Should you have an MRI? Magnetic resonance imaging is recommended for women at high risk, but an annual mammogram is sufficient for most

Diagnosing breast cancer: should you have an MRI? Magnetic resonance imaging is recommended for women at high risk, but an annual mammogram is sufficient for most

When the American Cancer Society recently issued guidelines for breast cancer screening using magnetic resonance imaging (MRI)–in addition to mammography–for women at high risk, many wondered what this recommendation meant to them. The issue was further complicated by a study in the March 29 New England Journal of Medicine that suggested women with recently diagnosed breast cancer should undergo MRI screening in the opposite breast.

“I’ve had calls from at least 100 women asking if they should have an MRI. For most, the answer is ‘no’,” says Dr. Rache Simmons, Weiscoph associate professor of surgical oncology at Iris Cantor Women’s Health Center and medical director of clinical research at Weill Medical College of Cornell University. “The mammogram is still the standard initial diagnostic test to check for breast cancer. An MRI is not necessary for women with an average risk of breast cancer.”

Are You At High Risk?

As women get older, their risk of breast cancer increases–women over 60 have a one in 26 chance (compared to a one in 229 chance for women ages 30-39).

A woman is considered at high risk for breast cancer if she has a strong family history of breast cancer (if her mother, sister, and/or daughter has a history of breast cancer, especially if they were diagnosed before age 50), has previously been diagnosed with breast cancer, or has had Hodgkin’s disease (cancer of the lymph tissues).

Screening Options

“For initial screening, the mammogram is still the gold standard,” says Dr. Simmons. “We still recommend that all women over age 40 have mammograms every year. If we see something that needs further evaluation, it’s very useful to add a screening ultrasound as a diagnostic test.”

Ultrasound is also appropriate for women who have especially dense breast tissue that can hide cancer. Younger women generally have denser breast tissue. “As our breasts get older, the breast tissue becomes less dense and more fatty. Fatty tissue allows the mammogram to penetrate much more easily, meaning that cancer is more easily detectable,” Dr. Simmons says.

Digital mammography, in which X-ray images are recorded in computer code instead of on X-ray film, is another option that may penetrate dense breast tissue better.

For high-risk women, adding an MRI is warranted–but it’s not without drawbacks.

“MRI can sometimes tell us more than a mammogram or ultrasound. The MRI is very sensitive, and that’s good and bad,” says Dr. Simmons. “It’s especially useful when a woman has a known diagnosis of breast cancer, because the MRI may reveal additional information that helps us determine the best treatment option.” Treatments include lumpectomy (removing a section of the breast) and mastectomy (total breast removal) and are usually accompanied by radiation, chemotherapy, and/or biologic or hormone therapy with agents such as trastuzumab (Herceptin) or tamoxifen.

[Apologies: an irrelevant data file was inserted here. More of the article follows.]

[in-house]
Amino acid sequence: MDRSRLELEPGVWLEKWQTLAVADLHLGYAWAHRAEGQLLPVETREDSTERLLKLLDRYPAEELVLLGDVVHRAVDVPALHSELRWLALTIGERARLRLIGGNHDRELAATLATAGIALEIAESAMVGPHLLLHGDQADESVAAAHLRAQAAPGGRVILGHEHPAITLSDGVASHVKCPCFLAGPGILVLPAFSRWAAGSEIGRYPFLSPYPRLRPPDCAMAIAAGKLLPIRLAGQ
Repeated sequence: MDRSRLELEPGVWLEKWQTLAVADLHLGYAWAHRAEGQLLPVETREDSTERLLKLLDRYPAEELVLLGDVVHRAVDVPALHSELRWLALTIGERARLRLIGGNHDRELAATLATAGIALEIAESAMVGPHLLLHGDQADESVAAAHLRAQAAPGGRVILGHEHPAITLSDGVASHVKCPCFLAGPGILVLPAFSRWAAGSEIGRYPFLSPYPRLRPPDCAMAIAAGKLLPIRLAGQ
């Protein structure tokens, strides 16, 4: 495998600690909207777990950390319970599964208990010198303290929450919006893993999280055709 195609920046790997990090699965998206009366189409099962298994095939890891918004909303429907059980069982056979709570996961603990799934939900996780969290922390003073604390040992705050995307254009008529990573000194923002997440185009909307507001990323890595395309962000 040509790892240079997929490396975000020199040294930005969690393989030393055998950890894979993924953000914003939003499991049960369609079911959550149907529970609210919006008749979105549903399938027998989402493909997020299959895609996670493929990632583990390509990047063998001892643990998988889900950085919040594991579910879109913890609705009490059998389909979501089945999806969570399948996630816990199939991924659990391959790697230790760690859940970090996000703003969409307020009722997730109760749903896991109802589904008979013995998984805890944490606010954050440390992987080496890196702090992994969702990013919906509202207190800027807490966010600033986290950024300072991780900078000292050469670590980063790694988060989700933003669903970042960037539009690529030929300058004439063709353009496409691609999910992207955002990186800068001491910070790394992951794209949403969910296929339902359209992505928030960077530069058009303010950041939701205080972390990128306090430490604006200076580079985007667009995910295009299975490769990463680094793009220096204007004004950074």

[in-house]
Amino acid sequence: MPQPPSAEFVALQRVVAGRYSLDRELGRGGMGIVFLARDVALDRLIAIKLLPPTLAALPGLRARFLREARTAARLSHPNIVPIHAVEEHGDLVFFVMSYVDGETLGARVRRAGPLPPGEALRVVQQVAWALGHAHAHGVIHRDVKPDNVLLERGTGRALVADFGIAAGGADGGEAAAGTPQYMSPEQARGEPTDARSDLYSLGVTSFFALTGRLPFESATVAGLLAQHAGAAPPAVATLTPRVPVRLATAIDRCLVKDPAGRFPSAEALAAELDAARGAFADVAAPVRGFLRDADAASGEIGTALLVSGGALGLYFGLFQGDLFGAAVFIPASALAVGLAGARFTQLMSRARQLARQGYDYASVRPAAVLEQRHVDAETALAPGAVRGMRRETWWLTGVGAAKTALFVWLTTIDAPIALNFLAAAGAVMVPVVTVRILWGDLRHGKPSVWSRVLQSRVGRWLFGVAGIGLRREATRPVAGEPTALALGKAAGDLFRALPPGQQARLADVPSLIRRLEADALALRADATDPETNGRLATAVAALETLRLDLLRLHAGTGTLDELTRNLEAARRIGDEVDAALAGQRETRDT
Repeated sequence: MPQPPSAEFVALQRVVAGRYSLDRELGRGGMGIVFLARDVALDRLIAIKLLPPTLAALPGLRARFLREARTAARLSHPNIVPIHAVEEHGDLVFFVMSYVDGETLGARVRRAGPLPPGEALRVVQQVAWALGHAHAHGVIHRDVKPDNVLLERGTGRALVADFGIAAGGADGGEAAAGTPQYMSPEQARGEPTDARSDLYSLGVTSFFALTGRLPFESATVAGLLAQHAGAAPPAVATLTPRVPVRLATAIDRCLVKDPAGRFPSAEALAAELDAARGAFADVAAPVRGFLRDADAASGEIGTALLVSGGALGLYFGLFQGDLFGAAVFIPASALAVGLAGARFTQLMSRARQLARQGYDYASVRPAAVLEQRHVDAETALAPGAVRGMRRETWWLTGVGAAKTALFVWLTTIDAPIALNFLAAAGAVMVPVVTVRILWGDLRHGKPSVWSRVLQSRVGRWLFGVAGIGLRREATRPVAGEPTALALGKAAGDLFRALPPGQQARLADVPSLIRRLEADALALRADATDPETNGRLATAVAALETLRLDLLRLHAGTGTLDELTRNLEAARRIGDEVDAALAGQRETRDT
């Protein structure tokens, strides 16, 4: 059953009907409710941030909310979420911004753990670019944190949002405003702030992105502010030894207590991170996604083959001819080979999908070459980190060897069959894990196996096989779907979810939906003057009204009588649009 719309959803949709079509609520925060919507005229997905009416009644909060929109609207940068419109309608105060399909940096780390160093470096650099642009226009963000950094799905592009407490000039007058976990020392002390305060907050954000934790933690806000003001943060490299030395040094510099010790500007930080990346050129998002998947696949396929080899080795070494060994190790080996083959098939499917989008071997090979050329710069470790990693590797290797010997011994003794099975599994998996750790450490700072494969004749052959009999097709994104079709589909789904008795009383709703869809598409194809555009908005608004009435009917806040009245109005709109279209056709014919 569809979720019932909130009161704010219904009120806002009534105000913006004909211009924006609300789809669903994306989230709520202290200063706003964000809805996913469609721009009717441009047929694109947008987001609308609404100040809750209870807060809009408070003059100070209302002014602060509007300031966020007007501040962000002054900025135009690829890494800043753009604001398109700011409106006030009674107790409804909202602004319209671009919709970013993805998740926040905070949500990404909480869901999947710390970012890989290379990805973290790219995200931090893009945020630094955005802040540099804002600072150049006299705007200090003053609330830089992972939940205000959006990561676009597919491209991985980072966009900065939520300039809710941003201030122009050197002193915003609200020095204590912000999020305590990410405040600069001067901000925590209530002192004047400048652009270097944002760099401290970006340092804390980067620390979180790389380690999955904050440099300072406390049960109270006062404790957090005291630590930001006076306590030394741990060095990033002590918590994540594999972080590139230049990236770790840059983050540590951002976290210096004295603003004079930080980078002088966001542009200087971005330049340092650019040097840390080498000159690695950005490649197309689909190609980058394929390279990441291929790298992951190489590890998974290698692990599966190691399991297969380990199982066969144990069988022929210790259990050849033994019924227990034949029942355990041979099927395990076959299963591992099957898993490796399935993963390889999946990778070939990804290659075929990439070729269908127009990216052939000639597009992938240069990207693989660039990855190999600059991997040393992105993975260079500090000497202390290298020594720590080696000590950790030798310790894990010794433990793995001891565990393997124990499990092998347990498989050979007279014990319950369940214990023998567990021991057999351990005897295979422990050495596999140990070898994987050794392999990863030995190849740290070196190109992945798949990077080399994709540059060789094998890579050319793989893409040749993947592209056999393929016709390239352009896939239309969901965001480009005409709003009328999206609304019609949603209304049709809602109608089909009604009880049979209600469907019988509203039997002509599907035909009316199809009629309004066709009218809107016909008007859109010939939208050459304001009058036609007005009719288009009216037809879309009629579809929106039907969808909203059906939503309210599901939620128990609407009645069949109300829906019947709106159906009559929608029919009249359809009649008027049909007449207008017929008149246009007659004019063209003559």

However, for every cancer detected by MRI, there are many suspicious areas that, upon further testing, are revealed to be benign. “It’s very anxiety-provoking for patients to go through uncomfortable testing and end up having a negative result,” she adds. “That’s why we don’t recommend an MRI for everyone.”

Another screening test that determines whether a hereditary breast cancer (BRCA) gene mutation is present is recommended for women who have been diagnosed with breast cancer at a very young age, those with relatives diagnosed at a very young age, and women of Ashkenazi (eastern European) Jewish descent. If a woman tests positive for a BRCA mutation, she has an 80 to 85 percent risk of getting breast cancer in her lifetime. But again, Dr. Simmons says most women do not need this test. “In the general population, the chances of having the mutation are only one in 400 to 800.”

Reducing Your Risk

Smoking, high alcohol consumption, and lack of exercise all have been linked with higher breast cancer incidence. Unfortunately, the roles these factors play are fairly minor in terms of overall risk. “The frustrating thing is that women can’t do much to reduce their risk of breast cancer, because the highest risk factors, such as family history, are things you can’t change,” says Dr. Simmons. She also notes that a high-fat diet has not been associated with breast cancer, but it does increase risks for colon cancer and heart disease, so a low-fat diet is recommended for overall good health.


Mammogram: An X-ray of the breast that may detect abnormalities, such as tumors or tiny deposits of calcium. A digital mammogram records images on a computer rather than X-ray film.

Ultrasound: High-frequency sound waves are bounced off tissues and internal organs, producing a picture called a sonogram.

MRI: A magnet linked to a computer creates detailed pictures of areas inside the body without the use of radiation. Each MRI produces hundreds of images of the breast.

BRCA test: Blood is screened to determine if the breast cancer gene has a mutation.


* Be vigilant about getting an annual mammogram.

* Don’t smoke.

* Limit your alcohol intake to no more than one alcoholic drink per day.

* Exercise 30 minutes a day at least five days a week.

* Ask your doctor if your family history puts you at high risk and necessitates other diagnostic tests.

ORLI R. ETINGIN, MD Editor-in-Chief

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